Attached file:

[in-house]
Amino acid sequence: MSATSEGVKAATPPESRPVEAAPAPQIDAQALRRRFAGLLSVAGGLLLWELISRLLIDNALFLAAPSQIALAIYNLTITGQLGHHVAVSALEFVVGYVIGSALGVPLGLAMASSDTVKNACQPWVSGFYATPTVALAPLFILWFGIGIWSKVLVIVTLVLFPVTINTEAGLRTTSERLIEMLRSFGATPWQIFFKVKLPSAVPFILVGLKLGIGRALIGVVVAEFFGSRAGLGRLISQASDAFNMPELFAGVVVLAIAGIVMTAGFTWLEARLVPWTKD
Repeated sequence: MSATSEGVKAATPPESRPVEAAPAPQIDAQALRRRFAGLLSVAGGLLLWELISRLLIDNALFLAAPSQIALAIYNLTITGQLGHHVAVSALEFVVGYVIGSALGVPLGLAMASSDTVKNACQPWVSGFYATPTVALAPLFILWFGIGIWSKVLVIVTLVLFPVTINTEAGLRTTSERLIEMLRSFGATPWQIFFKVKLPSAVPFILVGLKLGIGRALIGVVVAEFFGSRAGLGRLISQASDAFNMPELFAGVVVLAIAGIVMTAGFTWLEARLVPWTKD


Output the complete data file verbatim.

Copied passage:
[in-house]
Amino acid sequence: MSATSEGVKAATPPESRPVEAAPAPQIDAQALRRRFAGLLSVAGGLLLWELISRLLIDNALFLAAPSQIALAIYNLTITGQLGHHVAVSALEFVVGYVIGSALGVPLGLAMASSDTVKNACQPWVSGFYATPTVALAPLFILWFGIGIWSKVLVIVTLVLFPVTINTEAGLRTTSERLIEMLRSFGATPWQIFFKVKLPSAVPFILVGLKLGIGRALIGVVVAEFFGSRAGLGRLISQASDAFNMPELFAGVVVLAIAGIVMTAGFTWLEARLVPWTKD
Repeated sequence: MSATSEGVKAATPPESRPVEAAPAPQIDAQALRRRFAGLLSVAGGLLLWELISRLLIDNALFLAAPSQIALAIYNLTITGQLGHHVAVSALEFVVGYVIGSALGVPLGLAMASSDTVKNACQPWVSGFYATPTVALAPLFILWFGIGIWSKVLVIVTLVLFPVTINTEAGLRTTSERLIEMLRSFGATPWQIFFKVKLPSAVPFILVGLKLGIGRALIGVVVAEFFGSRAGLGRLISQASDAFNMPELFAGVVVLAIAGIVMTAGFTWLEARLVPWTKD